Brazilians certainly do not scare easily and yes, 87% supported the “spooky” truckers’ strike, but a sizable minority of Brazilians do have fascist sympathies. I’ve known Brazilians who support a return to military rule since 1991. Frankly, there has always been a part of the population who like the idea of dictatorship. After all, we are talking about a country in which a large percentage of the white middle class supported the death squad assassinations of homeless children during the 1990s, where enthusiastic moviegoers stood up and cheered during torture and execution scenes of Afro-Brazilian teenagers in the movie Elite Squad in 2007, and where black people were forced to ride in service elevators until well into the 21st Century.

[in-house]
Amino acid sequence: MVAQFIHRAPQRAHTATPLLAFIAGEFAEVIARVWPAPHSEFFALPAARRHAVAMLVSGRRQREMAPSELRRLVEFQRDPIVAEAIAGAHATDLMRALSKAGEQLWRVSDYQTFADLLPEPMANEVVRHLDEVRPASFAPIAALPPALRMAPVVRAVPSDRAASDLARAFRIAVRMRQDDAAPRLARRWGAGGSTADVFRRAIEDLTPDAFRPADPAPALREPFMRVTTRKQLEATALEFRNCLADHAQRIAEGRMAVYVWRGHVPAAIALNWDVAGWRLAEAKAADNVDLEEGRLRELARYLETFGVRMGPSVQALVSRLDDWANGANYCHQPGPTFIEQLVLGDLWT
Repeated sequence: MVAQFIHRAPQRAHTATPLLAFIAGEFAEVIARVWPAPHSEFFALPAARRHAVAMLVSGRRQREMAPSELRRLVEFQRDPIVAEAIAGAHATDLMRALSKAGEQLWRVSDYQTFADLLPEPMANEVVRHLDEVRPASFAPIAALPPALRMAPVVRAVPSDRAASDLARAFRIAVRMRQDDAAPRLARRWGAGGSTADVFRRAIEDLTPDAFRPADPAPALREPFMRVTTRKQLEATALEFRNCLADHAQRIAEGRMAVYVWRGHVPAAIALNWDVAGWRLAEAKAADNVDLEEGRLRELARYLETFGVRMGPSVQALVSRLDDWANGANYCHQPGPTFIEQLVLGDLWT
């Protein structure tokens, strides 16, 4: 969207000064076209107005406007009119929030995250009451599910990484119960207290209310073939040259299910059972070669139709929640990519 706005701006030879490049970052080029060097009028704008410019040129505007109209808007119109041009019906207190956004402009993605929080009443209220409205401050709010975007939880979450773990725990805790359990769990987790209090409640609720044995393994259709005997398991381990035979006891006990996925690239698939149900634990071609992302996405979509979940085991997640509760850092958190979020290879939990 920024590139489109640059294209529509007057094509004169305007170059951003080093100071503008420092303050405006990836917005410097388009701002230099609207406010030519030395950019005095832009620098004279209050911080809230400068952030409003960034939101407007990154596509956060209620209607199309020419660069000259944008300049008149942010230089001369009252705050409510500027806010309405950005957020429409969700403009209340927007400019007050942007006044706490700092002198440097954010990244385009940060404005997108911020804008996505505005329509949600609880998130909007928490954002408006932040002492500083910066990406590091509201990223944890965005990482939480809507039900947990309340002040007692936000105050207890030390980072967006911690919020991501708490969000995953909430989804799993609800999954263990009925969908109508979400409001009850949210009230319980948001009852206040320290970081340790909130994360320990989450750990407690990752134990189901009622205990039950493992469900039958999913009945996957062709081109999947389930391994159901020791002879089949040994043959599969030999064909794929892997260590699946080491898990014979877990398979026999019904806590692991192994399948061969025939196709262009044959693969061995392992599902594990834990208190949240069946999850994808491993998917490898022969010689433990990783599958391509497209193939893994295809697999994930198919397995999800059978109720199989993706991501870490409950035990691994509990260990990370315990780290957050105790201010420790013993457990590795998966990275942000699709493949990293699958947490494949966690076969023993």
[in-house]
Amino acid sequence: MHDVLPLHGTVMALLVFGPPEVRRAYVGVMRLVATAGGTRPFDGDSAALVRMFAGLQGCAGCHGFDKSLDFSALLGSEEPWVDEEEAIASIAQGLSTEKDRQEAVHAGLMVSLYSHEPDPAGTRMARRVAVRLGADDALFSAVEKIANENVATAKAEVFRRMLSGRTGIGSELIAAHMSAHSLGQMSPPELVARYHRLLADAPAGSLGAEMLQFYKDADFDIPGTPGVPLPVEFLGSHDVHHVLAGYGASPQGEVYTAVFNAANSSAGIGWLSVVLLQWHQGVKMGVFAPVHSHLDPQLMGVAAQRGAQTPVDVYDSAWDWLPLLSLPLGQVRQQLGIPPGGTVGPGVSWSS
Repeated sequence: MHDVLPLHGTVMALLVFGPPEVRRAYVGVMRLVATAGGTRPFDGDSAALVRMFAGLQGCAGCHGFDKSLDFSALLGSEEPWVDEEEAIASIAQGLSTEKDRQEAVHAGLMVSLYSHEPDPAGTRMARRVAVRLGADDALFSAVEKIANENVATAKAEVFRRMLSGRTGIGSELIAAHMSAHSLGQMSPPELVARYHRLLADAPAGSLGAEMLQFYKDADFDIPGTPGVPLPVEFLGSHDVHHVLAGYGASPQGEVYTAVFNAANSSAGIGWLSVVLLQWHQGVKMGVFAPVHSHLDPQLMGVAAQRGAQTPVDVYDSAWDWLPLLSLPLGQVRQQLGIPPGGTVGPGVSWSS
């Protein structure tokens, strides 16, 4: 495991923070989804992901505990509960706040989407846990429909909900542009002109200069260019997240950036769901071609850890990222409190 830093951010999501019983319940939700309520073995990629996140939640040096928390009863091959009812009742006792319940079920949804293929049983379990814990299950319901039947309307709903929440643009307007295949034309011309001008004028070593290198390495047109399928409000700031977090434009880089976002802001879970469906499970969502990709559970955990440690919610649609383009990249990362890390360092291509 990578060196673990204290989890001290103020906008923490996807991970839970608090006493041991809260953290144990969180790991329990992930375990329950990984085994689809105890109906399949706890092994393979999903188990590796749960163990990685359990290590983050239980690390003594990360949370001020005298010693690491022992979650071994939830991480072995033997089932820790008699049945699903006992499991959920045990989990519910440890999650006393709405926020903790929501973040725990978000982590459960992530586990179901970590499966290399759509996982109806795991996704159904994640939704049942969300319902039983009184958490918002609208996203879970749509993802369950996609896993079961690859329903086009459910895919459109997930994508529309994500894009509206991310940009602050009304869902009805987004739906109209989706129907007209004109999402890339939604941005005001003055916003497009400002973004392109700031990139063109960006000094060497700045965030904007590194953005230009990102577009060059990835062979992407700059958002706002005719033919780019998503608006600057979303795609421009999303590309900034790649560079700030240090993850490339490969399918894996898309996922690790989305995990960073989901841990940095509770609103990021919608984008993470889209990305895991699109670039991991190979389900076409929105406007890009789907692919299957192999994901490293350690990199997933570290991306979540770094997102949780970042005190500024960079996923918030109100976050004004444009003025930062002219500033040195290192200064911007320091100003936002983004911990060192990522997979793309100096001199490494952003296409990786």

So why, in the aftermath of a historic truckers’ strike which paralyzed the nation, and a national petroleum workers strike (ignored in the media) which forced the resignation of Petrobras President Pedro Parente, would a new narrative develop about how scared Brazilians are clamoring for dictatorship? I suggest the following as a possible cause. Since the 2016 coup, American and European petroleum companies like Shell, Chevron and BP have made billions of dollars buying Brazilian offshore drilling rights at vastly below market rates. The Temer government also gave them tax exemptions that, over the course of the next 20 years, will save them an estimated $280 billion. Petrobras’ neoliberal restructuring, abandoning charging the actual cost for fuel produced in Brazil and linking to the international barrel price has driven prices up by over 50%, forced 1.2 million families to abandon cooking gas for scrap wood, and is strangling the working and middle classes that roughly correspond to the 87% of the population that supported the strike. The Petroleum unions and a large percentage of the truckers are demanding a reversal of Petrobras’ pricing policy and a reversal of the last 2 years of privatizations. They put the government on the ropes last week and it has already given into some of their demands, firing Pedro Parente and a career Shell Oil executive who was inexplicably placed on the Petrobras board of directors last year. Neither the truckers, the petroleum workers unions, nor other unions across the country who struck in solidarity with them last week say they will ease up until the pricing policy and privatization are reversed. If this happens, companies like Chevron, Exxon and Shell, which purchased content in the Guardian in 2016, will lose hundreds of billions of dollars. Depending on how the political conjecture plays out over the next few months, the only way to prevent this from happening and protect foreign oil interests may be a roll out of military control of the security apparatus from Rio de Janeiro to the entire nation, or even a military takeover. One way to get a northern public comfortable with the idea of a return to neofascist military rule is to paint a human face on it. It’s not that they are fascists, Phillips and Winter imply, they are just scared.